At some point, we have all felt lost at the start of a new job in a new company. That’s why other companies are implementing the buddy system. A buddy system is when an existing employee of a company is tasked to be your “buddy” for a period. This arrangement will allow for an easier and better transition to the new working environment. Your buddy will have to orient you about the different areas of the office. That also includes teaching you how to use certain equipment and how the process works. And yes, office politics will be a part of these conversations. You need those, too.
In a factory, for example, your buddy will show you how a square punch and die set is operated. You’ll be oriented in other machines, too. If you need to inquire about how to manage a tool or equipment, trust that your buddy will be there to help you. The goal of the buddy system is to accelerate the learning and adaptability of the new hire.
What Does a New Hire Get from the Buddy System?
Most new employees are uncomfortable about asking questions for fear that they may come off as incompetent. They want to prove themselves to their peers. For them, asking questions showed that they are not fit and skilled enough. That is, of course, a wrong connotation. Buddies can fill in that gap. They should always be ready to answer your questions. In some instances, some buddies precisely know what a new hire needs to know that you won’t need to ask questions anymore.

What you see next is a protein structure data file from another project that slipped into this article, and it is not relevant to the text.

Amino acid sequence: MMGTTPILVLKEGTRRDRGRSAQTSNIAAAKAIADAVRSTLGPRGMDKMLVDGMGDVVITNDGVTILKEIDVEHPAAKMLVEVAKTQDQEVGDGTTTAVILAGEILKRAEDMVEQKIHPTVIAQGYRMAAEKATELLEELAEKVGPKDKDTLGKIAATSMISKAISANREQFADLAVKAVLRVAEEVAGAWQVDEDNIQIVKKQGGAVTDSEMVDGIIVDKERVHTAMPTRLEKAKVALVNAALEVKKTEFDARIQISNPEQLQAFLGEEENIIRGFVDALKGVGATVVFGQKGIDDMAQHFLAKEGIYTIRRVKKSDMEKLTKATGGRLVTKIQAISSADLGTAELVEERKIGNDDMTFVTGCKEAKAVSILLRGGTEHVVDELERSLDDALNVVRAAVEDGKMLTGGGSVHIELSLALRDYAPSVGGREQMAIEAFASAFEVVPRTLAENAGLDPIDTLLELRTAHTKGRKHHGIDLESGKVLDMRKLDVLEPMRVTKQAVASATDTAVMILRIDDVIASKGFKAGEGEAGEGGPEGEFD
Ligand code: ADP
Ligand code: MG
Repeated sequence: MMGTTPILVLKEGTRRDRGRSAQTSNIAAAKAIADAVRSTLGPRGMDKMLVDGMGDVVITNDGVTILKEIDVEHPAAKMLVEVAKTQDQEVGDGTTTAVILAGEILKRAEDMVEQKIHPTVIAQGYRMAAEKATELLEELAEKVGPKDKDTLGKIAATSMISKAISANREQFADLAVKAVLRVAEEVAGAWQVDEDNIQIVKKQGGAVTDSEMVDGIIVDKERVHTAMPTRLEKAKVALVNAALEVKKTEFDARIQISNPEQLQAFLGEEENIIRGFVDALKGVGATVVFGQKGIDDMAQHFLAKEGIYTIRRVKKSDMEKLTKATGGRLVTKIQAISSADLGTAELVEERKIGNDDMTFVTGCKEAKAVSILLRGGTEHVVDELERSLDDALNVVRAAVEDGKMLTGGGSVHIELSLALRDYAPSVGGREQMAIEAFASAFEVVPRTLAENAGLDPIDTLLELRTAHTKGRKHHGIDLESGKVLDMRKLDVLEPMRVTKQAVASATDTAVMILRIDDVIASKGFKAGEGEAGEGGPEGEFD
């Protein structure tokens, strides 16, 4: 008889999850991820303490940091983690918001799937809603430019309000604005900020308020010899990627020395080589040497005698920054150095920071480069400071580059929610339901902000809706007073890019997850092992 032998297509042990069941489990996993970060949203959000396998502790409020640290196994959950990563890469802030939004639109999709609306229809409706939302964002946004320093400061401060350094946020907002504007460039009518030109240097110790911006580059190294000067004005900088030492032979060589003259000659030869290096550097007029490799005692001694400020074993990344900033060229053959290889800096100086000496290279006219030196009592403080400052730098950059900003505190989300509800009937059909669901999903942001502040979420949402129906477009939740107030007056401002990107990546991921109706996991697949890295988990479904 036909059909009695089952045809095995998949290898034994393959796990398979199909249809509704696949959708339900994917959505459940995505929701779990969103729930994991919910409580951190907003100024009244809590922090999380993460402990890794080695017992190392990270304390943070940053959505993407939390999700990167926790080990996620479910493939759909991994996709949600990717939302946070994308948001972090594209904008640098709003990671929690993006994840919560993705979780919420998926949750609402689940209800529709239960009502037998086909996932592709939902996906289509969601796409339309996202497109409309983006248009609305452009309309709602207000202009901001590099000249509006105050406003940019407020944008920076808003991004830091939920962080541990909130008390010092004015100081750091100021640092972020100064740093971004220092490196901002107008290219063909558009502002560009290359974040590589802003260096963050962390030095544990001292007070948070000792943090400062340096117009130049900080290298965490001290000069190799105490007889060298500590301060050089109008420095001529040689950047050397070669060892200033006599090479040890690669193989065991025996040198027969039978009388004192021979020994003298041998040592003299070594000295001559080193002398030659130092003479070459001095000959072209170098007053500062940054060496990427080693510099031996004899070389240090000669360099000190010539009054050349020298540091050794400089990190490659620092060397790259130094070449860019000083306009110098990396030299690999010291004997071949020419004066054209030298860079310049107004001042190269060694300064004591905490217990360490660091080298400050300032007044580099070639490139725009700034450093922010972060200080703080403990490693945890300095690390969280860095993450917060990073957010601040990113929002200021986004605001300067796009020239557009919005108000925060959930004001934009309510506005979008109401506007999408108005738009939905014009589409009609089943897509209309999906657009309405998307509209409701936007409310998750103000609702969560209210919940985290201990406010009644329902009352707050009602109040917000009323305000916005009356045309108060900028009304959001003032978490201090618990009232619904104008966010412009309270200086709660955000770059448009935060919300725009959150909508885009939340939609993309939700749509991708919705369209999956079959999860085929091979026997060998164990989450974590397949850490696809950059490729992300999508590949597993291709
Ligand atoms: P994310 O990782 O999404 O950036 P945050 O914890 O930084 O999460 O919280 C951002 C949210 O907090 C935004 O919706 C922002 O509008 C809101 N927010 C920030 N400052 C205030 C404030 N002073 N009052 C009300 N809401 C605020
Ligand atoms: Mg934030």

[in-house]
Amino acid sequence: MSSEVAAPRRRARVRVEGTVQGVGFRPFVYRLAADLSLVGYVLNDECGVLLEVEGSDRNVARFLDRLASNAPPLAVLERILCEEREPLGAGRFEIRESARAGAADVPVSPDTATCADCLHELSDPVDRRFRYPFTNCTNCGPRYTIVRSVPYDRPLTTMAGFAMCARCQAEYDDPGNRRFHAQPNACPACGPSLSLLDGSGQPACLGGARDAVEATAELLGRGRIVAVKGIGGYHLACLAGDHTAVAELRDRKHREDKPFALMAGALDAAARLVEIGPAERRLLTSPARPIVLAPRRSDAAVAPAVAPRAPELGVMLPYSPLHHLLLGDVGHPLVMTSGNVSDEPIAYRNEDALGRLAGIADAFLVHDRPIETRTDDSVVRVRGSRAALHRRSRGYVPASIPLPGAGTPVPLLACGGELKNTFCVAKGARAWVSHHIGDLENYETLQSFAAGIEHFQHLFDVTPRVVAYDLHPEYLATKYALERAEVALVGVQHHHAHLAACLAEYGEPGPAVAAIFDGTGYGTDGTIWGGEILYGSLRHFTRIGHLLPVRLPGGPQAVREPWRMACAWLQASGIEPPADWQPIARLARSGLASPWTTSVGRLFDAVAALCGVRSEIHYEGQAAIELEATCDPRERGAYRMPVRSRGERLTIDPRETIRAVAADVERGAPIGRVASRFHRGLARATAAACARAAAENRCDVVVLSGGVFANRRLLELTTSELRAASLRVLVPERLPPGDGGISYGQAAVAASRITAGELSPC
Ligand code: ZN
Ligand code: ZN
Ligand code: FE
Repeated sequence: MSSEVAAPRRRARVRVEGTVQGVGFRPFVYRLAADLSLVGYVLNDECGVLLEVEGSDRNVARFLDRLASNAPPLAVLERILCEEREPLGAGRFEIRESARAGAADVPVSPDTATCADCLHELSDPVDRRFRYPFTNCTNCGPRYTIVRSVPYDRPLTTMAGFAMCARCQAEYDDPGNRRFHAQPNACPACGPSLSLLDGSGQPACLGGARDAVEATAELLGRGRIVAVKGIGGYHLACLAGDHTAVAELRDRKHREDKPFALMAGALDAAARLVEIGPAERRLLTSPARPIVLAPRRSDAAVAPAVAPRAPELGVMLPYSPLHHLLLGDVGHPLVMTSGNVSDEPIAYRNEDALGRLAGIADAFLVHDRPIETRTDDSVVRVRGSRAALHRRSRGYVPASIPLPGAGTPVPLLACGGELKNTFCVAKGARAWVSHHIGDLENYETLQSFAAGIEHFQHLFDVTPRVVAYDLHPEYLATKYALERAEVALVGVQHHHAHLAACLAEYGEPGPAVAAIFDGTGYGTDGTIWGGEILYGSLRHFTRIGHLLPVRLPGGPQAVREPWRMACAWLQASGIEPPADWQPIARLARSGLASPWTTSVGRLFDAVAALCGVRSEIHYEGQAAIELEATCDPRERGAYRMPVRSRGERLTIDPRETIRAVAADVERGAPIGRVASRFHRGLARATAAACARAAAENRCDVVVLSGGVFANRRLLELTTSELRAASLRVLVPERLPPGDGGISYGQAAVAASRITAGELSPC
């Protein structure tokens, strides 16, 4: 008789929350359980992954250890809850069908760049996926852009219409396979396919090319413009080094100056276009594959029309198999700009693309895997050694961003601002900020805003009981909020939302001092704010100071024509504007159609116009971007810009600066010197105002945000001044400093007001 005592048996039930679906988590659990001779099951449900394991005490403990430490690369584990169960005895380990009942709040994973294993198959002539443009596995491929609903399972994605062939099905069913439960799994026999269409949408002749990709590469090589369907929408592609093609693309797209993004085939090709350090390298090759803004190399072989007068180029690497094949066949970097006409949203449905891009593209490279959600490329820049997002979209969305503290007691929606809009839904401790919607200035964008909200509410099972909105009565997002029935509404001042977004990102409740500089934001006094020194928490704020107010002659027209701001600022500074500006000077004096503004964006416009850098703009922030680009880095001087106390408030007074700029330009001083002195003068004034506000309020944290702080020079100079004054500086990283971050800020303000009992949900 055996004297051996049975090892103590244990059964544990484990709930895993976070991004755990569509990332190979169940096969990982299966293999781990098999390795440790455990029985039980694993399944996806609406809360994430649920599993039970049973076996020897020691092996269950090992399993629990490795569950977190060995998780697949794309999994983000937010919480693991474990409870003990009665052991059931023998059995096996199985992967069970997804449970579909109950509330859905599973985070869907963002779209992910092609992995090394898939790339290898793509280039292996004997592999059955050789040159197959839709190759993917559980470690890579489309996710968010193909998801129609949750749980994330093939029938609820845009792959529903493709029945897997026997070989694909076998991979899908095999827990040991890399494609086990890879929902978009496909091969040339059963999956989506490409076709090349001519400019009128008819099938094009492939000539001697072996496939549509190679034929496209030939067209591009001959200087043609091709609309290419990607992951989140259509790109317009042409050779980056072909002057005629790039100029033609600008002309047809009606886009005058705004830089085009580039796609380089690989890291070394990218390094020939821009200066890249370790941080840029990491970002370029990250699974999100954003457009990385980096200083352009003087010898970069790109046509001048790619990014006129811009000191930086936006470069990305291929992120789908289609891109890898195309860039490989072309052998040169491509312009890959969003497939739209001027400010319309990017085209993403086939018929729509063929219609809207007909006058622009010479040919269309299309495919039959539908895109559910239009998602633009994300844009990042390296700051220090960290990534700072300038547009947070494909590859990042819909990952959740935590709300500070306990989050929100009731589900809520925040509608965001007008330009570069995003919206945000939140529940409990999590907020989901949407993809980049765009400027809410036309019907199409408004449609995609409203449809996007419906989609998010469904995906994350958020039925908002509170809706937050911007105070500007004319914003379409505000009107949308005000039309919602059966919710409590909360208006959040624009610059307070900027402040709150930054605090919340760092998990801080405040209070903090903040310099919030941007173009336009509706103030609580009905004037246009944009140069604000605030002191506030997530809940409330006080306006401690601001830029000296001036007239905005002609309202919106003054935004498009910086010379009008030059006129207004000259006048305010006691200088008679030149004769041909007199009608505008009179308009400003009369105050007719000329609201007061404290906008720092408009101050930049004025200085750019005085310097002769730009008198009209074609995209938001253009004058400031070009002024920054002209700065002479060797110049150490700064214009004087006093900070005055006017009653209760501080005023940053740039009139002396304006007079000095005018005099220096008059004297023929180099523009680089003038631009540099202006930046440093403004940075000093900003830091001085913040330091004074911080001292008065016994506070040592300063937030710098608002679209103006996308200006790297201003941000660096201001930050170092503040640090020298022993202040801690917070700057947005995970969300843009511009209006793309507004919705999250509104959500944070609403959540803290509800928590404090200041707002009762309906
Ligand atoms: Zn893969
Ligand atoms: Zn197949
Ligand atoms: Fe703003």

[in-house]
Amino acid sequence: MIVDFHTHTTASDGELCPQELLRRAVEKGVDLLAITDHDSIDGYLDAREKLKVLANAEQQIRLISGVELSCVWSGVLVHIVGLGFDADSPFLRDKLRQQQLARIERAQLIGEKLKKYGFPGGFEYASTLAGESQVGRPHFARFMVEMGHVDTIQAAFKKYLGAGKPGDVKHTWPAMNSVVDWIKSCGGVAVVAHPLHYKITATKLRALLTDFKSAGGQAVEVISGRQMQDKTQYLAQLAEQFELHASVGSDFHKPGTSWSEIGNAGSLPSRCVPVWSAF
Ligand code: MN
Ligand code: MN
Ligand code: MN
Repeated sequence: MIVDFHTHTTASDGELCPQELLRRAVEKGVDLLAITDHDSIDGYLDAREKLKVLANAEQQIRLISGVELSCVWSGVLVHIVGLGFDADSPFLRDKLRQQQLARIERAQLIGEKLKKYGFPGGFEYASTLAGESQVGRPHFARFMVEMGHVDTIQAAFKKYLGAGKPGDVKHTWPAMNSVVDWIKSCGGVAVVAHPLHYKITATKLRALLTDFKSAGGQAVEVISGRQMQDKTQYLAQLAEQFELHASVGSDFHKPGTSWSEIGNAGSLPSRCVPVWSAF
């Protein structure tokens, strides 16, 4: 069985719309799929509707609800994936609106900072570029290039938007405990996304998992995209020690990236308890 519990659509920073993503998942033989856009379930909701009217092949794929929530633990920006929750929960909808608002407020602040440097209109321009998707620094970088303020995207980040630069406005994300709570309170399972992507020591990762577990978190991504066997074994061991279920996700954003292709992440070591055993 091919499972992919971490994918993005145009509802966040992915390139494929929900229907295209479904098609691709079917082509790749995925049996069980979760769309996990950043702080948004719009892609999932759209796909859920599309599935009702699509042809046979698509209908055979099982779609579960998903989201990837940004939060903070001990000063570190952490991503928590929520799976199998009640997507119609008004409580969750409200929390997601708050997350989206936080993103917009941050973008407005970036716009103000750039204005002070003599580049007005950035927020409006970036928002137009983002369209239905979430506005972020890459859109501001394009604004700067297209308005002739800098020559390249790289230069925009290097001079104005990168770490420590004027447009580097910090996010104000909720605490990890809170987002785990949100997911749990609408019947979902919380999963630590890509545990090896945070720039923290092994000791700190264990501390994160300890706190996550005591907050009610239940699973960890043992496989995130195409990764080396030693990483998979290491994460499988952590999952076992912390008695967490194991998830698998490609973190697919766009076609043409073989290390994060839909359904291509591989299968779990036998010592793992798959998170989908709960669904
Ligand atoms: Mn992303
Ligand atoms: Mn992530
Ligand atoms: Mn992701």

Buddies usually show new hires around the office. They point where the bathroom, copier, finance department, HR department, and lounge areas are. They take lunch breaks with the new hires to make them feel more welcome. They also introduce the new hires to the other employees, further breaking the ice. These are intended to make sure the new hires feel at home and comfortable in the workplace.
Buddy systems are incredibly useful in the onboarding process. This system allows an individual to navigate through the organization’s culture. Buddies should also offer encouragement.
Who Should Be the Buddies?
The buddies should be those who have worked a long time in the company. They should know the ins and outs of the company policies and be familiar with everyone in the organization. Most buddies are friends with the rest of the employees. They know them by names, so they can introduce them formally to the new hires. Also, buddies should not be the superior of the new hires. There should be a level of authority that separates the new hires and their supervisors.
In a buddy system, the buddies will usually have to report to the management about the new hires. They will make a preliminary assessment of these new hires. However, this assessment should not affect the overall performance evaluation of the new hires.
So does your business need a buddy system? All organizations will benefit from a buddy system, especially in accelerating the productivity of the new hires and retaining them for a long time. Make sure to talk with your employees about starting a buddy system in your organization. Everyone should buy in the system for it to work.